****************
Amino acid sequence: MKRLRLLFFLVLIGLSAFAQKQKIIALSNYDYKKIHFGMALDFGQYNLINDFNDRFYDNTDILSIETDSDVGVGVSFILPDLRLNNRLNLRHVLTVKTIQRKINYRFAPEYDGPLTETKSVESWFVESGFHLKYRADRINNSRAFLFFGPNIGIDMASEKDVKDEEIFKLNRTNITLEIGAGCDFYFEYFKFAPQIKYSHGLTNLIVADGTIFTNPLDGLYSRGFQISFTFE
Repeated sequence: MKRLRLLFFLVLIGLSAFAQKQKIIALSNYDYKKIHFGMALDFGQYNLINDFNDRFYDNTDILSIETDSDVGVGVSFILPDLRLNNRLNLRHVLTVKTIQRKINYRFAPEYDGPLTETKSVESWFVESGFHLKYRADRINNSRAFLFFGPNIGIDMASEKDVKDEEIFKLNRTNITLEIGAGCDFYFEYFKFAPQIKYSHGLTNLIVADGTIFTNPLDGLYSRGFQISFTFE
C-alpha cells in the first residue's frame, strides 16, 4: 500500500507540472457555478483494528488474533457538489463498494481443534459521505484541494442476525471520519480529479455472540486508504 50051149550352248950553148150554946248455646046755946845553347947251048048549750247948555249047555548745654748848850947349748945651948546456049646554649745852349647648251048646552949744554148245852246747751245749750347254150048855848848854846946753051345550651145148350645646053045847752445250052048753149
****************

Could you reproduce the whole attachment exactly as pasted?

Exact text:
Amino acid sequence: MKRLRLLFFLVLIGLSAFAQKQKIIALSNYDYKKIHFGMALDFGQYNLINDFNDRFYDNTDILSIETDSDVGVGVSFILPDLRLNNRLNLRHVLTVKTIQRKINYRFAPEYDGPLTETKSVESWFVESGFHLKYRADRINNSRAFLFFGPNIGIDMASEKDVKDEEIFKLNRTNITLEIGAGCDFYFEYFKFAPQIKYSHGLTNLIVADGTIFTNPLDGLYSRGFQISFTFE
Repeated sequence: MKRLRLLFFLVLIGLSAFAQKQKIIALSNYDYKKIHFGMALDFGQYNLINDFNDRFYDNTDILSIETDSDVGVGVSFILPDLRLNNRLNLRHVLTVKTIQRKINYRFAPEYDGPLTETKSVESWFVESGFHLKYRADRINNSRAFLFFGPNIGIDMASEKDVKDEEIFKLNRTNITLEIGAGCDFYFEYFKFAPQIKYSHGLTNLIVADGTIFTNPLDGLYSRGFQISFTFE
C-alpha cells in the first residue's frame, strides 16, 4: 500500500507540472457555478483494528488474533457538489463498494481443534459521505484541494442476525471520519480529479455472540486508504 50051149550352248950553148150554946248455646046755946845553347947251048048549750247948555249047555548745654748848850947349748945651948546456049646554649745852349647648251048646552949744554148245852246747751245749750347254150048855848848854846946753051345550651145148350645646053045847752445250052048753149